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  • Writer's pictureThe LGS Partnership

The curse of the ‘B’ word

Just what is a brand? Simple? No, not when you get to hang out in lots of meetings over the years, sit round tables, get to hear people use the ‘B’ word in a million different ways (it seems that way) - and used to express a bewildering array of different things. They can’t all be right, can they?

But it is important to know and understand, (as you crane your neck in to really focus on just what a speaker is getting at) - and as an ‘agency’ chap, to get to understand your company’s place in the world, right?

This uneasy feeling came up again just the other day when reading about the company formally known as prince - sorry - Aberdeen. Looking at the screen in front of me I couldn’t see a brand, all I could see was a name and a logo that had been… well, never mind.

But it was referred to as a brand. I don’t see it. Brand design, then? Well no. I am not being awkward here or splitting hairs. I saw a logo-type and a baffling change to the naming convention. In other words, a change to the visual or corporate identity. Is that a brand? Not the way I understand it. It’s much bigger than that.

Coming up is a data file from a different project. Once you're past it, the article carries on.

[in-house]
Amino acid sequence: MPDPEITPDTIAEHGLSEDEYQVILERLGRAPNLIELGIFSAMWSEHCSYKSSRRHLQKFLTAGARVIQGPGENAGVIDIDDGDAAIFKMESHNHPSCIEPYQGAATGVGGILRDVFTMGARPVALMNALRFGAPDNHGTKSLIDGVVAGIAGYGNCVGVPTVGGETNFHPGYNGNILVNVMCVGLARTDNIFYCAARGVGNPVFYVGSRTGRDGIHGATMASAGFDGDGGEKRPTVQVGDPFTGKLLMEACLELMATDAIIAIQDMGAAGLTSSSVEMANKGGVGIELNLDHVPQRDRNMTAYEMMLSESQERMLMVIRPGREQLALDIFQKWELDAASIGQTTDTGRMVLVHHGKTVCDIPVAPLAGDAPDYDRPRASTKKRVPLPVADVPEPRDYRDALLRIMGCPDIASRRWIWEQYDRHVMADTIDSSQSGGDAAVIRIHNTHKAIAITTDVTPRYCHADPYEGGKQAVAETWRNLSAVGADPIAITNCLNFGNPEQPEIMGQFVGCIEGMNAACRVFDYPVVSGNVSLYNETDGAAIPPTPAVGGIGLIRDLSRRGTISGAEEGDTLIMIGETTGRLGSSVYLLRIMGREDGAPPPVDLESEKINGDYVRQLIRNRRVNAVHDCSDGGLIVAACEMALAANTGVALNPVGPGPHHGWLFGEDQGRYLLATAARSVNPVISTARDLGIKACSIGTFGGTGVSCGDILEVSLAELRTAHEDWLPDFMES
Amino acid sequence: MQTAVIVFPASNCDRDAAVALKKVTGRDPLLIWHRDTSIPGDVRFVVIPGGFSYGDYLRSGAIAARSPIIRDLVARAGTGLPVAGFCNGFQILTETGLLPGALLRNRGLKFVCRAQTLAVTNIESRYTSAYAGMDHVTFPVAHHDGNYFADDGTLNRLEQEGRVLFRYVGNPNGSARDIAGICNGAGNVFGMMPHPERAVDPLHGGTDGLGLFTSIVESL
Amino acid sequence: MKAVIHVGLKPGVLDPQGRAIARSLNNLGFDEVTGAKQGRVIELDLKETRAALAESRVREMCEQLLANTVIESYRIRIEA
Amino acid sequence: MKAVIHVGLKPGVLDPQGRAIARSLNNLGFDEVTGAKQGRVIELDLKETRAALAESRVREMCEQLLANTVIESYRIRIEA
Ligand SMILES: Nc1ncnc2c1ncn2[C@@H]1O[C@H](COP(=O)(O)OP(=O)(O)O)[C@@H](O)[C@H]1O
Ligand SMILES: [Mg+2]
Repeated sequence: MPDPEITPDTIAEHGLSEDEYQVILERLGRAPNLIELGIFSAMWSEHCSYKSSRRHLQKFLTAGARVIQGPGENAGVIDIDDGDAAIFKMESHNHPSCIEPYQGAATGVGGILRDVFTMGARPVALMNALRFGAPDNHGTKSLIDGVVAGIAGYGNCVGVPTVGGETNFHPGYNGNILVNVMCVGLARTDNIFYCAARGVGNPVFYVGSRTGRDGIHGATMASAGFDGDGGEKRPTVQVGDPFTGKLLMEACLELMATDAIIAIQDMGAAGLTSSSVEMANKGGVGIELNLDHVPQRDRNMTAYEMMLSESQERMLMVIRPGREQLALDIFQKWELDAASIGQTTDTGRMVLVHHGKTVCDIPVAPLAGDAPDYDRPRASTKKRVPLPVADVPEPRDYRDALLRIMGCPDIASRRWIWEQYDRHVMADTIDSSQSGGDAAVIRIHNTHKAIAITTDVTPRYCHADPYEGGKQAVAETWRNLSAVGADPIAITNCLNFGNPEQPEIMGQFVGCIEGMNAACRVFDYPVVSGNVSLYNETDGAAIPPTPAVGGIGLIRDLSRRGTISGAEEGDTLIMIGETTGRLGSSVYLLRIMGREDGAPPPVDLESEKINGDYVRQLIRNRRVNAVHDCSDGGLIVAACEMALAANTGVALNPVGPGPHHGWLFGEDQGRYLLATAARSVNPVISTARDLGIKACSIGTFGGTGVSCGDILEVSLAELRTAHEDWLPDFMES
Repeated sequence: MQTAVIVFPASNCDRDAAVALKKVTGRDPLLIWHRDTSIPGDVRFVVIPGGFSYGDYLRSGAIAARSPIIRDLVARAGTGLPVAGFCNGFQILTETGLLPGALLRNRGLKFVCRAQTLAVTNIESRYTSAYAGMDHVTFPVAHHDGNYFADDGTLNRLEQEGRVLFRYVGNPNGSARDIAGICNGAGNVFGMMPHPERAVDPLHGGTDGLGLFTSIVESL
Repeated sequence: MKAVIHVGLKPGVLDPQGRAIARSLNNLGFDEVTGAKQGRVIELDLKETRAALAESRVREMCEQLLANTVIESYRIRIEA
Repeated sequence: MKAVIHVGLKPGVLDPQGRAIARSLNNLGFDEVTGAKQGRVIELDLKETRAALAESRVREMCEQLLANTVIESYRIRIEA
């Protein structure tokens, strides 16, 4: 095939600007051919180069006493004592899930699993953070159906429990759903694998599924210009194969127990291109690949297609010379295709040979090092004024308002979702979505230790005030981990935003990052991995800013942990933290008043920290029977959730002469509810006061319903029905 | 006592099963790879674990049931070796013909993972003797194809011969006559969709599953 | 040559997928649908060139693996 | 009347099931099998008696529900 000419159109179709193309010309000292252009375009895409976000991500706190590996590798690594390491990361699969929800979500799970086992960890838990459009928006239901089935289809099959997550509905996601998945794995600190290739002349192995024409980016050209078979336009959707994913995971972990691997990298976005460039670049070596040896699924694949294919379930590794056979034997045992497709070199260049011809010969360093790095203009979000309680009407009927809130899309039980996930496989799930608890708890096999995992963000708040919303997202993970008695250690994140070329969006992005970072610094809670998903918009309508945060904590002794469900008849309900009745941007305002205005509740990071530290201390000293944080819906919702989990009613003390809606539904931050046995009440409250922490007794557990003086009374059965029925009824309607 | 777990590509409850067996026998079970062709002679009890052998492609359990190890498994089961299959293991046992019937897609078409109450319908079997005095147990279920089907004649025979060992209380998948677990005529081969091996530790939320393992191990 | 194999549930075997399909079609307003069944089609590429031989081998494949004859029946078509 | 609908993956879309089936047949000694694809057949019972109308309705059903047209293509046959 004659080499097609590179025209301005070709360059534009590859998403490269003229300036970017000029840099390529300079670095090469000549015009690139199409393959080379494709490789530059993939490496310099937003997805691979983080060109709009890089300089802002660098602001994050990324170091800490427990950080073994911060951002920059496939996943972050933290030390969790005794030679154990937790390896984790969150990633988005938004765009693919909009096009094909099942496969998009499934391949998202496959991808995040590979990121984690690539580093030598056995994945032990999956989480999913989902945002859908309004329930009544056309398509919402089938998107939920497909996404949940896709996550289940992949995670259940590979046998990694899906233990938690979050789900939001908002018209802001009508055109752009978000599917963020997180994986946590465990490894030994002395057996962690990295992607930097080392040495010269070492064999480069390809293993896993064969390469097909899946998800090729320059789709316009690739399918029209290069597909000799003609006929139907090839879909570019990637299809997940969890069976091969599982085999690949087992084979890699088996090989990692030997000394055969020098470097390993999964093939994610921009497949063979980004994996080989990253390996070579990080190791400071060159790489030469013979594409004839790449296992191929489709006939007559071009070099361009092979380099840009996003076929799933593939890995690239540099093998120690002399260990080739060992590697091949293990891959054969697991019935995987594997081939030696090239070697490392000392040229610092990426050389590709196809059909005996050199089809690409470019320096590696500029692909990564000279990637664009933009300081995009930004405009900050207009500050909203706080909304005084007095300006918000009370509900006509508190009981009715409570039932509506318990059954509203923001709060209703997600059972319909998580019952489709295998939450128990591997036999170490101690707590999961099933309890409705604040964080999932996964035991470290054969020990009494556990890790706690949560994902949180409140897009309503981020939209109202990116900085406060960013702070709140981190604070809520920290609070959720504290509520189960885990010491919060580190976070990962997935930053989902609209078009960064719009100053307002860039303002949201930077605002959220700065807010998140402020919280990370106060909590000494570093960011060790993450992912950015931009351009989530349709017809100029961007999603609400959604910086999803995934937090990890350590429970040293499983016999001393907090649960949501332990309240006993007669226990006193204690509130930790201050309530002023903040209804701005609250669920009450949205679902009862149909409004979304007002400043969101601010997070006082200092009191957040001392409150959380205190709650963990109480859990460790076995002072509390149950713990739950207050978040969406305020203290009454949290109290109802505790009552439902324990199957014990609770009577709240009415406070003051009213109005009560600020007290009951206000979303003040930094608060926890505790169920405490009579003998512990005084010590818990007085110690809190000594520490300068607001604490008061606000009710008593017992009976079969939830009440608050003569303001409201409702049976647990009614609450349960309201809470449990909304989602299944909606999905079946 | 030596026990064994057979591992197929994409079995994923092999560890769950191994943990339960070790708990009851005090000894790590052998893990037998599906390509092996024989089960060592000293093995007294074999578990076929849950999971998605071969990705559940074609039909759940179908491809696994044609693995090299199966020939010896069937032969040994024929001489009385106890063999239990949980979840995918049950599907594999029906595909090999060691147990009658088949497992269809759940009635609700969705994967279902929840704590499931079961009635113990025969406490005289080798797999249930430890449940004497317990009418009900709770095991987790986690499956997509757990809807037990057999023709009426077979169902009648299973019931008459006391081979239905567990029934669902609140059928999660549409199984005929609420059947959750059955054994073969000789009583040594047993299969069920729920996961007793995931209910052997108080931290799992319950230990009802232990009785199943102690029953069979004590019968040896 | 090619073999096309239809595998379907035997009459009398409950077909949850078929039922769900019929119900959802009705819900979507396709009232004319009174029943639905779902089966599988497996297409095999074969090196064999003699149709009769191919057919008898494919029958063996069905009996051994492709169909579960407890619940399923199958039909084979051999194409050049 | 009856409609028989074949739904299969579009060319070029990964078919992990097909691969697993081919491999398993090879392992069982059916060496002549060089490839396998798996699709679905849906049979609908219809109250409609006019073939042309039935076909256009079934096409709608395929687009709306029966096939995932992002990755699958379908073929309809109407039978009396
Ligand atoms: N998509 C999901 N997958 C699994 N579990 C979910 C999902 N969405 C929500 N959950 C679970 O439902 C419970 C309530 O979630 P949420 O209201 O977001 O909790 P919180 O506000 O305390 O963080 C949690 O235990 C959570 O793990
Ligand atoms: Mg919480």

A helpful clue is that it sits on the books of a company as an intangible asset. Why? Because it is an amalgamation of every touch point and experience a user has with said company - its product and services. So, it resides in the individual. Terribly hard to pin down. The highly prized visual identity simply triggers this recall.

Surely you build a reputation over years, via the collective endeavours of everyone engaged in the company in ensuring that customers return to it, in preference to competing companies. The unsung heroes, ie, employees that work tirelessly for the company to create relevant, satisfying products and user experience and thus ensuring loyalty. And surely we are loyal because these things benefit our lives? Boom! - branding - right there.

You can charge a lot more for brand creation than graphic design services that’s for sure, but I do wonder if brands aren’t made from the inside-out. Not from the outside-in.



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